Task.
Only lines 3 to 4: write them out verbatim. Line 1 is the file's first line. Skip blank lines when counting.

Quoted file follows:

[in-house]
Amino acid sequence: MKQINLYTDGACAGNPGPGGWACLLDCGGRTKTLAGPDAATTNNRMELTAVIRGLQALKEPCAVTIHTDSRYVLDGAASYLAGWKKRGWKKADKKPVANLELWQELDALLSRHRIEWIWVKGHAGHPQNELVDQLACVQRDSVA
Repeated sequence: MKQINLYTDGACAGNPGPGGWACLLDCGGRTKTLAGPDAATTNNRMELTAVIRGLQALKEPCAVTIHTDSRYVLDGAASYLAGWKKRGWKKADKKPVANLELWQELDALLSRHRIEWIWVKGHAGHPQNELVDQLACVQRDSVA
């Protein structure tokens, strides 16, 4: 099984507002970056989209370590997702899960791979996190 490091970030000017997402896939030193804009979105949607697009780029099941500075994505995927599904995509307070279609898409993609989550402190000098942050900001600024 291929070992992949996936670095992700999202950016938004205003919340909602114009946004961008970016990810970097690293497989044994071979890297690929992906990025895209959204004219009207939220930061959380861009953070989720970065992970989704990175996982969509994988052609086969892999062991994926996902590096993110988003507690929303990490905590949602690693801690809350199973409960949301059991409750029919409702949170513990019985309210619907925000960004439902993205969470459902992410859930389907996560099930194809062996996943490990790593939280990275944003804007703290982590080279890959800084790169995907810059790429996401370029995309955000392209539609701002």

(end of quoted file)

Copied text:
Repeated sequence: MKQINLYTDGACAGNPGPGGWACLLDCGGRTKTLAGPDAATTNNRMELTAVIRGLQALKEPCAVTIHTDSRYVLDGAASYLAGWKKRGWKKADKKPVANLELWQELDALLSRHRIEWIWVKGHAGHPQNELVDQLACVQRDSVA
């Protein structure tokens, strides 16, 4: 099984507002970056989209370590997702899960791979996190 490091970030000017997402896939030193804009979105949607697009780029099941500075994505995927599904995509307070279609898409993609989550402190000098942050900001600024 291929070992992949996936670095992700999202950016938004205003919340909602114009946004961008970016990810970097690293497989044994071979890297690929992906990025895209959204004219009207939220930061959380861009953070989720970065992970989704990175996982969509994988052609086969892999062991994926996902590096993110988003507690929303990490905590949602690693801690809350199973409960949301059991409750029919409702949170513990019985309210619907925000960004439902993205969470459902992410859930389907996560099930194809062996996943490990790593939280990275944003804007703290982590080279890959800084790169995907810059790429996401370029995309955000392209539609701002």